How many millions of dollars should be spent to keep a Terry Schiavo “alive” for ten years in a vegetative state?

    What about an obese, diabetic 87 year old who has late stage lung cancer…should the cost be damned and the person be kept alive and treated with the full range of technology and (expensive) treatments available under technological medicine? Somebody has to pay for the drugs and doctors and hospital beds?

    I’m not being difficult (Medicare spent hundreds and hundreds of thousands of dollars on my mother’s late second husband in the second example above), but…this is not as simple a question as we would like. There is amazing medical technology and drugs out there…but it is extraordinarily expensive for a variety of reasons.

  10. Bruce says:

    Brian, such questions are often used as excuses for for why a poor man can’t afford basic medications for a sick child. Get a decent healthcare system in place and then start discussing the costs of extreme cases, please.

    Dubai is a very, very small target for nuclear weapons. The rich need to maintain control over the big and powerful nations: the islands are just their little place to get away from it all for a while. The long-term objective is to make _our_ country a place where they can have slaves. Illegal immigrant labor is often treated pretty indistinguishably from that already.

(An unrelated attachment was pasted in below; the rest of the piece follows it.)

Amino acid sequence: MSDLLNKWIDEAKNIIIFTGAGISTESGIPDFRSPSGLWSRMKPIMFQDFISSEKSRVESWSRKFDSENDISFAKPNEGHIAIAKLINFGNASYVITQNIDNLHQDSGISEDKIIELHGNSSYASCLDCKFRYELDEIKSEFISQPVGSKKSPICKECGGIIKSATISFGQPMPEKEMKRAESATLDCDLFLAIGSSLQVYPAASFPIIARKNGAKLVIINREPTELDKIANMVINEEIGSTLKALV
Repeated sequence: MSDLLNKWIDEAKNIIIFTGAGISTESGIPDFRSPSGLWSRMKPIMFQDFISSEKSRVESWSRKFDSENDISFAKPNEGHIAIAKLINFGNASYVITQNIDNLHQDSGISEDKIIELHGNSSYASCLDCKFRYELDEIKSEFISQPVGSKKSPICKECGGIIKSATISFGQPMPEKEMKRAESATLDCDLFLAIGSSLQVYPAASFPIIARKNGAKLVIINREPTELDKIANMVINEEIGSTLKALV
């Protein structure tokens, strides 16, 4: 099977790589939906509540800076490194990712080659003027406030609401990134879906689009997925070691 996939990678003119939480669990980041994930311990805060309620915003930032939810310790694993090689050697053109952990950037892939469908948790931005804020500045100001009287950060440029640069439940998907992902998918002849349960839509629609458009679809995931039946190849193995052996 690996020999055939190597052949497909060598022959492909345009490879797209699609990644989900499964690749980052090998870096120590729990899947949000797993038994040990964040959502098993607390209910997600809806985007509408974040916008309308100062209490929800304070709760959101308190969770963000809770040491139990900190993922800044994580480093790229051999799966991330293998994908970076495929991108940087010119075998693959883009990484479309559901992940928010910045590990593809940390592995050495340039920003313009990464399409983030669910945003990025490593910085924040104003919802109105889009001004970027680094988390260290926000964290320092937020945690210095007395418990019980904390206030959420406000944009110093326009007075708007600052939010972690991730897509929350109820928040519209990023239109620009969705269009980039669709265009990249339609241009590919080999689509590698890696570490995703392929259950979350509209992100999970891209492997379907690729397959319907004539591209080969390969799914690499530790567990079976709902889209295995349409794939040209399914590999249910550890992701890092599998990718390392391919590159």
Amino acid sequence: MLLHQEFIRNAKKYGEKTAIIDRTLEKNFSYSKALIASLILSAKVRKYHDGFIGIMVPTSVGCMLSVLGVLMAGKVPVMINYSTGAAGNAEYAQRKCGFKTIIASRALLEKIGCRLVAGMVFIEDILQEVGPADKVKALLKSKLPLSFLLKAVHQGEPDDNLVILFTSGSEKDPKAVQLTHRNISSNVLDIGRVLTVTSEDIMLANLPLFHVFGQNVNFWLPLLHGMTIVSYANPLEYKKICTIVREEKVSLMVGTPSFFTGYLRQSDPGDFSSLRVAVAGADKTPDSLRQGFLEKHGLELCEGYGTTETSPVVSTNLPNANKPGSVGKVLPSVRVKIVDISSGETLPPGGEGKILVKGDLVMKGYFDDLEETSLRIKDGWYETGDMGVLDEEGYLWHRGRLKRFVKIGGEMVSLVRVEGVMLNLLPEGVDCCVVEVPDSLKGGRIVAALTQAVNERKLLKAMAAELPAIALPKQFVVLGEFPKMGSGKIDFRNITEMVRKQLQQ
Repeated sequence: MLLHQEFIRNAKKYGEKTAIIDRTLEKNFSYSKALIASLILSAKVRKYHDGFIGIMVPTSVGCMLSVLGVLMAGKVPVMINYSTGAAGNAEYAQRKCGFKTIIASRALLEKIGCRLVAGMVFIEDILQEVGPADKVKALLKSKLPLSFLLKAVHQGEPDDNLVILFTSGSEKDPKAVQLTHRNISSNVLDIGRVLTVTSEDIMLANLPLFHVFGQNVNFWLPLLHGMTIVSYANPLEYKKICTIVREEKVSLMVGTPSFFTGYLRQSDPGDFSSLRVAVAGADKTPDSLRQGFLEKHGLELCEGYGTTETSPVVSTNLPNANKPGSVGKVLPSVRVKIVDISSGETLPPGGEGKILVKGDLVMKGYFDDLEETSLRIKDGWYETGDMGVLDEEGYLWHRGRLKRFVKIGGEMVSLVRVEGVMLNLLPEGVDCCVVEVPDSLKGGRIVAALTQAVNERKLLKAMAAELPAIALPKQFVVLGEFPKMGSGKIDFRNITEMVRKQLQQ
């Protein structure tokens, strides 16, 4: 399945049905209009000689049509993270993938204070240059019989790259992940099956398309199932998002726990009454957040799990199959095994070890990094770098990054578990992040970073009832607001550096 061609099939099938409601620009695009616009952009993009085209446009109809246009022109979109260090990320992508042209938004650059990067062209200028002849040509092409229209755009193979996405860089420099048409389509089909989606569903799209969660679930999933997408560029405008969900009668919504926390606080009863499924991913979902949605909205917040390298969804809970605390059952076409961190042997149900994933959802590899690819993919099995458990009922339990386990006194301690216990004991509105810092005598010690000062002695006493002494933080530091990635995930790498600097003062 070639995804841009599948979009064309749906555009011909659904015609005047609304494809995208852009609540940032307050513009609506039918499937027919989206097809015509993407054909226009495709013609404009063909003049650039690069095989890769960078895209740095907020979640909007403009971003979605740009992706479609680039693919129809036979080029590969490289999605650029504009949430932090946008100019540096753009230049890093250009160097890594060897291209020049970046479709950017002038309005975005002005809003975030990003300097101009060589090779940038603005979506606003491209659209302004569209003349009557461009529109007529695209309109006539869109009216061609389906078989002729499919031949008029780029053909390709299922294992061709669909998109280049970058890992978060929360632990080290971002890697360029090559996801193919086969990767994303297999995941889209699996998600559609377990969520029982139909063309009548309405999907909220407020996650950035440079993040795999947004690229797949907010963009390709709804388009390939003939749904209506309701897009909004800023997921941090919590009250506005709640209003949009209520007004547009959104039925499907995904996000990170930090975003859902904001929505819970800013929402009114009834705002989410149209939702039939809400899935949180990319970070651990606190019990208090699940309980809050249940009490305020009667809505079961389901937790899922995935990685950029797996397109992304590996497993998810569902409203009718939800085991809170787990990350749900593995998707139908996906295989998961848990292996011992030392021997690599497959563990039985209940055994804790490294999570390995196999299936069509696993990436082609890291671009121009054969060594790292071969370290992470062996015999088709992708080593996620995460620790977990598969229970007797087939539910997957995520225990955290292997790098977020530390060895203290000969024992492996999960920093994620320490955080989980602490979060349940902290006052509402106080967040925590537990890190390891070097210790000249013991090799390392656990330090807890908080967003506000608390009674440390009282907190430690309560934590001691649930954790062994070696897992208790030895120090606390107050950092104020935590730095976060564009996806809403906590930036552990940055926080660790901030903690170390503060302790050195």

11. Athena says:

    I agree with Bruce: the plan is to obliterate the middle class and bring back the old pyramidal societies. As for triaging health cases and responding with ways that maintain quality of life (rather than just suffering or mindless length), look up the debates over “death panels” that were purported to spring into existence should US health coverage become universal. This was when some well-informed US congressman opined that Stephen Hawking would be long dead if he lived in a nation with such a system (which of course he does, it’s the UK NHS — this was the equivalent of the Teabaggers carrying signs that said “Keep Government out of my Medicare”).

  12. Dylan Fox says:

    Interesting to think that the middle-class might be a passing blip between feudalism and corporationism…

  13. Athena says:

    The two are the same in outlook — just different sources of power. Bottom line, though: no middle class, no democracy.

  14. Dylan Fox says:

    Because the middle-class have the eduction, time and money to fight for democracy, where as the working classes don’t and the upper classes won’t?

  15. Athena says:

    Because the middle class has just enough power to bring about changes and prevail without the need for violent revolution (which has its own pitfalls).

  16. Brian M says:

    One problem being, though, an American middle class that identifies with Kochs and Dimons so has no interest in challenging things. Scary, scary stuff, how effectively the indoctination has worked in this country.

    Bruce et al…I don’t disagree with your basic point. I am simply pointing out that technological medicine is immensely expensive…and some of this expense is based on the way we provide services and the lack of preventative health care that forces problems to get to the point of the 100,000 surgery treatments.